This transformation enacts many a schoolboy fantasy. Peter wakes up to find he no longer needs glasses, sports an appealing physique, and can defeat the school bully without effort. Ultimately though, neither Peter nor Spider-Man possesses significant control over their worlds. For Newman, it was “a stroke of genius in 1962 to develop a superhero who was a ‘friendly neighbourhood Spider-Man’, someone who discovered that the proportionate strength of a spider didn’t help him get a date, do his homework on time or appease the weak-hearted Aunt May” (36). Once Peter has honed his abilities, he still struggles to hold down a job, faces scepticism and dislike from the media, and remains unsuccessful in his pursuit of Mary Jane (who ironically harbours strong feelings for the alias that he can never disclose). Spider-Man’s lack of control is extended in Spider-Man 2, when his powers are rendered impotent due to the financial and social burdens Peter faces. The parallels between Peter and Spider-Man consistently underscore Peter’s normality beneath his genetically gifted superpowers, superpowers that often function as a metaphor for the challenges of maturity and responsibilities of life.
John Shelton Lawrence and Robert Jewett note that “[t]he monomythic superhero is distinguished by disguised origins, pure motivations, a redemptive task, and extraordinary powers” (47). Whilst Spider-Man’s motivations appear pure, he is in fact born out of a desire for murderous revenge and the guilt felt for his involvement in the killing of Uncle Ben. His powers isolate him from those he loves and are a catalyst for Norman Osborn’s death. Spider-Man’s Achilles heel is not a mystical cosmic source, such as Superman’s kryptonite; it is Peter’s adolescent and existential pain. In many ways Spider-Man is a counter-hero to archetypal superheroes like Captain America who serve as icons of good, wholesome, ‘Americanness’; heroes Lawrence and Jewett define in mythical and archetypal terms: “patient in the face of provocations, he seeks nothing for himself and withstands all temptations. He renounces sexual fulfilment for the duration of the mission, and the purity of his motivations ensures his moral infallibility” (47). In contrast, Spider-Man’s struggle in both hero and human form conveys a fallibility that separates him from other superheroes. Batman and Iron Man have the luxuries of wealth; Superman is comforted by public adoration; the X-Men have the support of their insular mutant community and mentor Professor X. Spider-Man’s, on the other hand, is simply an uncertain teenage boy learning to become a hero, an inspirational metaphor and box office draw that was rendered all the more poignant in the wake of 9/11.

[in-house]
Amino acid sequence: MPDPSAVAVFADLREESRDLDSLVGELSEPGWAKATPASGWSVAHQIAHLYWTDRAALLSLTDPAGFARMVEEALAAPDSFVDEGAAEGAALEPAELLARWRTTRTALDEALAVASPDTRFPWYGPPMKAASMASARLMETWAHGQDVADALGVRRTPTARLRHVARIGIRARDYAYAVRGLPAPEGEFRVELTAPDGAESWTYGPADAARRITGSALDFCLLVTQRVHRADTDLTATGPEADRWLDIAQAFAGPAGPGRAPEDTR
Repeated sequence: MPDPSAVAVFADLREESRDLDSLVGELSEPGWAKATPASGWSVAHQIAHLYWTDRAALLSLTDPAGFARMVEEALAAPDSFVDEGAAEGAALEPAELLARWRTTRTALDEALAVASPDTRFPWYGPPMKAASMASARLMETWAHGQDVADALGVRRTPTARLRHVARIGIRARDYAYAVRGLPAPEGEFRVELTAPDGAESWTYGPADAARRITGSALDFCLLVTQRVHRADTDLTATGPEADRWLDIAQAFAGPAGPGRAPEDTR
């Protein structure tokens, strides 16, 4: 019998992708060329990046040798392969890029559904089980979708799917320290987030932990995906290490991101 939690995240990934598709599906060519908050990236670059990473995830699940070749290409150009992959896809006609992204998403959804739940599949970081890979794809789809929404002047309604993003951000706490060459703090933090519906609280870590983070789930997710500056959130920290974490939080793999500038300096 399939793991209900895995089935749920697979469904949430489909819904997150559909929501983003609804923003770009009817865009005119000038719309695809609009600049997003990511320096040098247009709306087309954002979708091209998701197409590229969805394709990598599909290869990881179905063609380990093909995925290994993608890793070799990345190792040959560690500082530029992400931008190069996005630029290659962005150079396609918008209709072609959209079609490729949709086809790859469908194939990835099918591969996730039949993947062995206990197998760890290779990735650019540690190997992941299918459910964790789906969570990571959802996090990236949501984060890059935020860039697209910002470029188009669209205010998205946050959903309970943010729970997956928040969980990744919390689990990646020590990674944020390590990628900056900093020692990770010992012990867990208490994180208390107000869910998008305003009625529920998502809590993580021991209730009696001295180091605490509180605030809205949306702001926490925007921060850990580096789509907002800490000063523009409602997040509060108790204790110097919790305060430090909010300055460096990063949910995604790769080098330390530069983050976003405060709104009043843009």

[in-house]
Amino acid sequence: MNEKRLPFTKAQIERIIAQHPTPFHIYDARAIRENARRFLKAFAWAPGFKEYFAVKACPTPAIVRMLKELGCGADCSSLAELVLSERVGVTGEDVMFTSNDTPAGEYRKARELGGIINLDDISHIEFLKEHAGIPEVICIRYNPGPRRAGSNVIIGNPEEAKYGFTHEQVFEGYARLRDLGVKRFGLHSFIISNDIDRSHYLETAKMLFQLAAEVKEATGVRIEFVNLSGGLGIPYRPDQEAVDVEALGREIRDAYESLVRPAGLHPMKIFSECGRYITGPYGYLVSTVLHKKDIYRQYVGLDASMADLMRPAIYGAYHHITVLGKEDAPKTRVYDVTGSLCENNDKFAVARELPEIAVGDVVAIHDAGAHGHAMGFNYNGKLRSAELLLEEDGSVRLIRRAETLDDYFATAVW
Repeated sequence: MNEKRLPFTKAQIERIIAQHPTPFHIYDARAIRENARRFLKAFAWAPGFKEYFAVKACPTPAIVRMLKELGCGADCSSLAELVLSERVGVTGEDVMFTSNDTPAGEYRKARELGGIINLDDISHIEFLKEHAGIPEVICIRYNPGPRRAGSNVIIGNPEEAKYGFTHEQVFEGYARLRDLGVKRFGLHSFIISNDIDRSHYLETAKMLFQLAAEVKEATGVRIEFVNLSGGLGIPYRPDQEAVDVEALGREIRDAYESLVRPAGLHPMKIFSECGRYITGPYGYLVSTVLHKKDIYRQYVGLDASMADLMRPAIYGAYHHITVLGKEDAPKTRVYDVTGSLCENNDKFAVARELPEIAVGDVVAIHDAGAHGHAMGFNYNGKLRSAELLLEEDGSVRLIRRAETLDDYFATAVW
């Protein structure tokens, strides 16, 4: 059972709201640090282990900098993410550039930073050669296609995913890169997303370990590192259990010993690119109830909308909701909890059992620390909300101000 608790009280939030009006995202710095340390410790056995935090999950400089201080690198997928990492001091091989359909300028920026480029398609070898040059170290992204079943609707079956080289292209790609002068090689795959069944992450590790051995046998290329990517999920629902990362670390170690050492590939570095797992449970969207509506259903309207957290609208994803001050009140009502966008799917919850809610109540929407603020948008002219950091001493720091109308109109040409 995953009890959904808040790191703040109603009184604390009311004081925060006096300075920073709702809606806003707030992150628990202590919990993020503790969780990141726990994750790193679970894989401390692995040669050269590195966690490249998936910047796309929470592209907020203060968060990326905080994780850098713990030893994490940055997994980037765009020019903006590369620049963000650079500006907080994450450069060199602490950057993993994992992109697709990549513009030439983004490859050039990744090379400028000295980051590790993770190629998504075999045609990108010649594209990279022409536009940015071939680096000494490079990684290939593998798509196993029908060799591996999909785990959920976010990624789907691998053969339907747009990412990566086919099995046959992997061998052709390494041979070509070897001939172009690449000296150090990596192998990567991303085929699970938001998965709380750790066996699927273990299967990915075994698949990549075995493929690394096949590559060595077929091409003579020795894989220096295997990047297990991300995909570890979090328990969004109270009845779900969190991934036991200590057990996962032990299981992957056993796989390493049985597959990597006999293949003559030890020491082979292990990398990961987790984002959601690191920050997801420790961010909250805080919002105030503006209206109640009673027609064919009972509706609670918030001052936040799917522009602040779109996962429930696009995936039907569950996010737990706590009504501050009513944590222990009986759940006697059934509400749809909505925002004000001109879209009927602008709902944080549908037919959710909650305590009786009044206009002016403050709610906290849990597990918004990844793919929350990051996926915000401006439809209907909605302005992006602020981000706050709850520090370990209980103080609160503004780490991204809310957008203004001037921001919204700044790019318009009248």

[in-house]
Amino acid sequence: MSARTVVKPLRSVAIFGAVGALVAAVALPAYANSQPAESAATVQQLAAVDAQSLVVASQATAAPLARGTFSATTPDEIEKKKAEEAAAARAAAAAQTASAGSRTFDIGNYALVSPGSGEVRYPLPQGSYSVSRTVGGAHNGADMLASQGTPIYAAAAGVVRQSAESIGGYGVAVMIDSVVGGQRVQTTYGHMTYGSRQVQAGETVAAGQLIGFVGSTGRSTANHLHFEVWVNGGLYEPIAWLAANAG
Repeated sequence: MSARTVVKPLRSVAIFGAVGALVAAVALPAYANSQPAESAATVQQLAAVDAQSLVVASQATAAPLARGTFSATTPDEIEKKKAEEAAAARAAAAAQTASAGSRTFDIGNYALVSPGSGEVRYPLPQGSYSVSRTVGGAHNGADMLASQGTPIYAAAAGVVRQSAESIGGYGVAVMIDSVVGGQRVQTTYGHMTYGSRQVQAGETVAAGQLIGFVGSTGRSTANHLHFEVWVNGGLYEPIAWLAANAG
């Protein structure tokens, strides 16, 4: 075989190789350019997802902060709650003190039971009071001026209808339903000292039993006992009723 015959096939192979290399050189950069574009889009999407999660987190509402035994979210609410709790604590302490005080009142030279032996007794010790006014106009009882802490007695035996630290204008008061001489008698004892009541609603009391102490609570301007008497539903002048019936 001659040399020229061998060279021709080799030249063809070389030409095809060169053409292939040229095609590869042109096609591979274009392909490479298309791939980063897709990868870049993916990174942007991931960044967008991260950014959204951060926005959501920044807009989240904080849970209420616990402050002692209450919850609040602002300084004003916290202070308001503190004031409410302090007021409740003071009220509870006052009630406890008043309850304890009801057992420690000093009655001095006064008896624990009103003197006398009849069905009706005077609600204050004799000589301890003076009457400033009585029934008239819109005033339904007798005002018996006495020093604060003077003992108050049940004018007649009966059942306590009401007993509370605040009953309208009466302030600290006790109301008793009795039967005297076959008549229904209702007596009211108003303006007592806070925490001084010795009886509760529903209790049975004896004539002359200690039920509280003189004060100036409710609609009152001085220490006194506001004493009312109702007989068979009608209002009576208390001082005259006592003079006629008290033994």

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Written by Daniel Robson (2011); edited by Nick Jones (2012), Queen Mary, University of London